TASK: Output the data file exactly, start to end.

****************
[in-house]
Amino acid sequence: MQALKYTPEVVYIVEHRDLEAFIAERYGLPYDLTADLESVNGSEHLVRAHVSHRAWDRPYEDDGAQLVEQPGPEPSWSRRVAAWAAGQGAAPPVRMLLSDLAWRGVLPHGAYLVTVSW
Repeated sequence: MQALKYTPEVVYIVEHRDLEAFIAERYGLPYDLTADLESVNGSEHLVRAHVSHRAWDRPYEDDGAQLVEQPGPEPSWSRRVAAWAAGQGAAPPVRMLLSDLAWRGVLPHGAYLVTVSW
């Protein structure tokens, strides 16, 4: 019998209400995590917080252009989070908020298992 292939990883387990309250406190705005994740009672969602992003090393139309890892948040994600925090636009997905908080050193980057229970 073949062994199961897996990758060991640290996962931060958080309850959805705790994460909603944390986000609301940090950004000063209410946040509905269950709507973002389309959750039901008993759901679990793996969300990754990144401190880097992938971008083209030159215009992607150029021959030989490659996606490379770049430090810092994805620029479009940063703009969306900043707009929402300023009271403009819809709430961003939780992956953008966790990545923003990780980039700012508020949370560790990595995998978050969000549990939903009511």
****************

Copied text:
[in-house]
Amino acid sequence: MQALKYTPEVVYIVEHRDLEAFIAERYGLPYDLTADLESVNGSEHLVRAHVSHRAWDRPYEDDGAQLVEQPGPEPSWSRRVAAWAAGQGAAPPVRMLLSDLAWRGVLPHGAYLVTVSW
Repeated sequence: MQALKYTPEVVYIVEHRDLEAFIAERYGLPYDLTADLESVNGSEHLVRAHVSHRAWDRPYEDDGAQLVEQPGPEPSWSRRVAAWAAGQGAAPPVRMLLSDLAWRGVLPHGAYLVTVSW
């Protein structure tokens, strides 16, 4: 019998209400995590917080252009989070908020298992 292939990883387990309250406190705005994740009672969602992003090393139309890892948040994600925090636009997905908080050193980057229970 073949062994199961897996990758060991640290996962931060958080309850959805705790994460909603944390986000609301940090950004000063209410946040509905269950709507973002389309959750039901008993759901679990793996969300990754990144401190880097992938971008083209030159215009992607150029021959030989490659996606490379770049430090810092994805620029479009940063703009969306900043707009929402300023009271403009819809709430961003939780992956953008966790990545923003990780980039700012508020949370560790990595995998978050969000549990939903009511």